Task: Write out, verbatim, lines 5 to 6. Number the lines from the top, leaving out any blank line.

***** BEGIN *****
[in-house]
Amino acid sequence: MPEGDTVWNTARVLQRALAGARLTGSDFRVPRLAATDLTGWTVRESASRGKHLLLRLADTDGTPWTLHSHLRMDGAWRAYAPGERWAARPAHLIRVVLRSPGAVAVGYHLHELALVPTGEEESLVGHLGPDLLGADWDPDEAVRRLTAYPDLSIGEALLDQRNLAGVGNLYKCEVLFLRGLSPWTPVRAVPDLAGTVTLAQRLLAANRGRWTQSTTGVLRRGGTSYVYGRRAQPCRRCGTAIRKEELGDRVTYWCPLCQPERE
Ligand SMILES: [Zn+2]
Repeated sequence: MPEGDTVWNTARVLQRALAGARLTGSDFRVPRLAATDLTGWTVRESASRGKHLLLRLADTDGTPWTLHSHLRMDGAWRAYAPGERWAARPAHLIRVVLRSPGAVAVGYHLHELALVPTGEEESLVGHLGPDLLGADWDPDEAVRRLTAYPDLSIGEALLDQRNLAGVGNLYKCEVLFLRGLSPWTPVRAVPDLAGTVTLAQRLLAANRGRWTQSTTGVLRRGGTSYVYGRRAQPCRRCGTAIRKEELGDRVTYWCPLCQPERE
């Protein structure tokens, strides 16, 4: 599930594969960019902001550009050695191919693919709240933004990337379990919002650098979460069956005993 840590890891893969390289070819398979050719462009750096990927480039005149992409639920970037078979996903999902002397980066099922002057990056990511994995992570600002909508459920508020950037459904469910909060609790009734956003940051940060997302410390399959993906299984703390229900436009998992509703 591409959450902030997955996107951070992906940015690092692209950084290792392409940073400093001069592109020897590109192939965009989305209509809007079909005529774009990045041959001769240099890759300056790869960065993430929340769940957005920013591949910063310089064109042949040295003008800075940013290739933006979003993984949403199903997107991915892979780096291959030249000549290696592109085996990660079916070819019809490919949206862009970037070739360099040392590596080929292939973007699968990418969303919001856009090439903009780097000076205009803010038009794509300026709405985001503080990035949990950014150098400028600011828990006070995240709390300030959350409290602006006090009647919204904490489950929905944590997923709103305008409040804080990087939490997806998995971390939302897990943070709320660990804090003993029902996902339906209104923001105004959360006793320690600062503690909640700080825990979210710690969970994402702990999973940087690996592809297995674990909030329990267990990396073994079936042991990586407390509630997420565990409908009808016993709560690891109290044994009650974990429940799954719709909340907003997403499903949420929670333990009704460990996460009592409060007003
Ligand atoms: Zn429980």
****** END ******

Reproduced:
């Protein structure tokens, strides 16, 4: 599930594969960019902001550009050695191919693919709240933004990337379990919002650098979460069956005993 840590890891893969390289070819398979050719462009750096990927480039005149992409639920970037078979996903999902002397980066099922002057990056990511994995992570600002909508459920508020950037459904469910909060609790009734956003940051940060997302410390399959993906299984703390229900436009998992509703 591409959450902030997955996107951070992906940015690092692209950084290792392409940073400093001069592109020897590109192939965009989305209509809007079909005529774009990045041959001769240099890759300056790869960065993430929340769940957005920013591949910063310089064109042949040295003008800075940013290739933006979003993984949403199903997107991915892979780096291959030249000549290696592109085996990660079916070819019809490919949206862009970037070739360099040392590596080929292939973007699968990418969303919001856009090439903009780097000076205009803010038009794509300026709405985001503080990035949990950014150098400028600011828990006070995240709390300030959350409290602006006090009647919204904490489950929905944590997923709103305008409040804080990087939490997806998995971390939302897990943070709320660990804090003993029902996902339906209104923001105004959360006793320690600062503690909640700080825990979210710690969970994402702990999973940087690996592809297995674990909030329990267990990396073994079936042991990586407390509630997420565990409908009808016993709560690891109290044994009650974990429940799954719709909340907003997403499903949420929670333990009704460990996460009592409060007003
Ligand atoms: Zn429980």